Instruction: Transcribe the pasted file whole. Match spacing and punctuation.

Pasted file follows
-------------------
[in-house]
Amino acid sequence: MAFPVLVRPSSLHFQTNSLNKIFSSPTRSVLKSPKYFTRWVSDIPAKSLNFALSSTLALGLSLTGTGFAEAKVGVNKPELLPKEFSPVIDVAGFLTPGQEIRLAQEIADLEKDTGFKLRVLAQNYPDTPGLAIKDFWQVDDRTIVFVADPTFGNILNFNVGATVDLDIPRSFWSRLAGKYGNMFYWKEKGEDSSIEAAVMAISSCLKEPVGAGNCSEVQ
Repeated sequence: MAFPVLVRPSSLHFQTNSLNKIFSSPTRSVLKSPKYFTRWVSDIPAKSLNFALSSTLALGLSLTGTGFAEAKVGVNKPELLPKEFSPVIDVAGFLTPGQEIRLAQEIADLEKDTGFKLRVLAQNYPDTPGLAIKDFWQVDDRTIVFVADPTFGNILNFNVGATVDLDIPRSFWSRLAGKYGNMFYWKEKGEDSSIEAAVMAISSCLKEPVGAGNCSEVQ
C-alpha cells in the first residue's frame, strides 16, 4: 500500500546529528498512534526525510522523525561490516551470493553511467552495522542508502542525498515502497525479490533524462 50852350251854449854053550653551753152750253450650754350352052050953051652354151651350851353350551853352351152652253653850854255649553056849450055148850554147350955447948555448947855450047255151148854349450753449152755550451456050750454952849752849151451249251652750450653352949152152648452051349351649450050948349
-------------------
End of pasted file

[in-house]
Amino acid sequence: MAFPVLVRPSSLHFQTNSLNKIFSSPTRSVLKSPKYFTRWVSDIPAKSLNFALSSTLALGLSLTGTGFAEAKVGVNKPELLPKEFSPVIDVAGFLTPGQEIRLAQEIADLEKDTGFKLRVLAQNYPDTPGLAIKDFWQVDDRTIVFVADPTFGNILNFNVGATVDLDIPRSFWSRLAGKYGNMFYWKEKGEDSSIEAAVMAISSCLKEPVGAGNCSEVQ
Repeated sequence: MAFPVLVRPSSLHFQTNSLNKIFSSPTRSVLKSPKYFTRWVSDIPAKSLNFALSSTLALGLSLTGTGFAEAKVGVNKPELLPKEFSPVIDVAGFLTPGQEIRLAQEIADLEKDTGFKLRVLAQNYPDTPGLAIKDFWQVDDRTIVFVADPTFGNILNFNVGATVDLDIPRSFWSRLAGKYGNMFYWKEKGEDSSIEAAVMAISSCLKEPVGAGNCSEVQ
C-alpha cells in the first residue's frame, strides 16, 4: 500500500546529528498512534526525510522523525561490516551470493553511467552495522542508502542525498515502497525479490533524462 50852350251854449854053550653551753152750253450650754350352052050953051652354151651350851353350551853352351152652253653850854255649553056849450055148850554147350955447948555448947855450047255151148854349450753449152755550451456050750454952849752849151451249251652750450653352949152152648452051349351649450050948349